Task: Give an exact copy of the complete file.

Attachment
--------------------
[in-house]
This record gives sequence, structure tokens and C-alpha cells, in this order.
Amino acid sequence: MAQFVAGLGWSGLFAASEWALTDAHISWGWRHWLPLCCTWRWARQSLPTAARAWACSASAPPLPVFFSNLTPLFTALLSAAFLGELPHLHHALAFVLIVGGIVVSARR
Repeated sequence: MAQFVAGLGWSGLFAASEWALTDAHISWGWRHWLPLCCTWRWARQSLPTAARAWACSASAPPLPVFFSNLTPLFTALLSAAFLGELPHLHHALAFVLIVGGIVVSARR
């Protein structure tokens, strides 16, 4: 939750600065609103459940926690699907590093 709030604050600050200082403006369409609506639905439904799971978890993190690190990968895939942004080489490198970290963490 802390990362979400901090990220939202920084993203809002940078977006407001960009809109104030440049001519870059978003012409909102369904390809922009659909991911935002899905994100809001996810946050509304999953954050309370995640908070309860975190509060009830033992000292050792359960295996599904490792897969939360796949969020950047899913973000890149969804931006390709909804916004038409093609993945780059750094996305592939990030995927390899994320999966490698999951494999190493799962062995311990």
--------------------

[in-house]
This record gives sequence, structure tokens and C-alpha cells, in this order.
Amino acid sequence: MAQFVAGLGWSGLFAASEWALTDAHISWGWRHWLPLCCTWRWARQSLPTAARAWACSASAPPLPVFFSNLTPLFTALLSAAFLGELPHLHHALAFVLIVGGIVVSARR
Repeated sequence: MAQFVAGLGWSGLFAASEWALTDAHISWGWRHWLPLCCTWRWARQSLPTAARAWACSASAPPLPVFFSNLTPLFTALLSAAFLGELPHLHHALAFVLIVGGIVVSARR
């Protein structure tokens, strides 16, 4: 939750600065609103459940926690699907590093 709030604050600050200082403006369409609506639905439904799971978890993190690190990968895939942004080489490198970290963490 802390990362979400901090990220939202920084993203809002940078977006407001960009809109104030440049001519870059978003012409909102369904390809922009659909991911935002899905994100809001996810946050509304999953954050309370995640908070309860975190509060009830033992000292050792359960295996599904490792897969939360796949969020950047899913973000890149969804931006390709909804916004038409093609993945780059750094996305592939990030995927390899994320999966490698999951494999190493799962062995311990």